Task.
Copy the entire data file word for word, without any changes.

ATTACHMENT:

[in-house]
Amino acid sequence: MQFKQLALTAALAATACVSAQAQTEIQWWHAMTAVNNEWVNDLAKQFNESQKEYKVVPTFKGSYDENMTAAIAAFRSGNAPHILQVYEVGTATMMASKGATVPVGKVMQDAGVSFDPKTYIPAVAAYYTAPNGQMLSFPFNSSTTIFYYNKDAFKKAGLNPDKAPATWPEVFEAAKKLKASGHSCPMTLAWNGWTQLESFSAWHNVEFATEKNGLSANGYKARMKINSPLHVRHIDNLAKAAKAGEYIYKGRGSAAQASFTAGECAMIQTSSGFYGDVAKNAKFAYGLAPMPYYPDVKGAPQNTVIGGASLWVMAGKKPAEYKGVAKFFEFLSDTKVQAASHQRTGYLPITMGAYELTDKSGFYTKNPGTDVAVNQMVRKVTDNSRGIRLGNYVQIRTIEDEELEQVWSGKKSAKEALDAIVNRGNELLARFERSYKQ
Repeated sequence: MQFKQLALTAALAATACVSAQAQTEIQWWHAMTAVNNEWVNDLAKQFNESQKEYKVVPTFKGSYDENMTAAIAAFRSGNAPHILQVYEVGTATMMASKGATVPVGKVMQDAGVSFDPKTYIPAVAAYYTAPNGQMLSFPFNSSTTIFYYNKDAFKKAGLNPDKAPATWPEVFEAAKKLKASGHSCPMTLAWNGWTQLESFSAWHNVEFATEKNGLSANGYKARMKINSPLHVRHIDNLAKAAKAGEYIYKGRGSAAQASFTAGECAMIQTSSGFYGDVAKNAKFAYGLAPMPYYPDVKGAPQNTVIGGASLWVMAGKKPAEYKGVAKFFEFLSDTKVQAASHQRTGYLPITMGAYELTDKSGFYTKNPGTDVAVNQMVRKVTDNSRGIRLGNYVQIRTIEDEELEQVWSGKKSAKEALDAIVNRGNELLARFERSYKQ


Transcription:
[in-house]
Amino acid sequence: MQFKQLALTAALAATACVSAQAQTEIQWWHAMTAVNNEWVNDLAKQFNESQKEYKVVPTFKGSYDENMTAAIAAFRSGNAPHILQVYEVGTATMMASKGATVPVGKVMQDAGVSFDPKTYIPAVAAYYTAPNGQMLSFPFNSSTTIFYYNKDAFKKAGLNPDKAPATWPEVFEAAKKLKASGHSCPMTLAWNGWTQLESFSAWHNVEFATEKNGLSANGYKARMKINSPLHVRHIDNLAKAAKAGEYIYKGRGSAAQASFTAGECAMIQTSSGFYGDVAKNAKFAYGLAPMPYYPDVKGAPQNTVIGGASLWVMAGKKPAEYKGVAKFFEFLSDTKVQAASHQRTGYLPITMGAYELTDKSGFYTKNPGTDVAVNQMVRKVTDNSRGIRLGNYVQIRTIEDEELEQVWSGKKSAKEALDAIVNRGNELLARFERSYKQ
Repeated sequence: MQFKQLALTAALAATACVSAQAQTEIQWWHAMTAVNNEWVNDLAKQFNESQKEYKVVPTFKGSYDENMTAAIAAFRSGNAPHILQVYEVGTATMMASKGATVPVGKVMQDAGVSFDPKTYIPAVAAYYTAPNGQMLSFPFNSSTTIFYYNKDAFKKAGLNPDKAPATWPEVFEAAKKLKASGHSCPMTLAWNGWTQLESFSAWHNVEFATEKNGLSANGYKARMKINSPLHVRHIDNLAKAAKAGEYIYKGRGSAAQASFTAGECAMIQTSSGFYGDVAKNAKFAYGLAPMPYYPDVKGAPQNTVIGGASLWVMAGKKPAEYKGVAKFFEFLSDTKVQAASHQRTGYLPITMGAYELTDKSGFYTKNPGTDVAVNQMVRKVTDNSRGIRLGNYVQIRTIEDEELEQVWSGKKSAKEALDAIVNRGNELLARFERSYKQ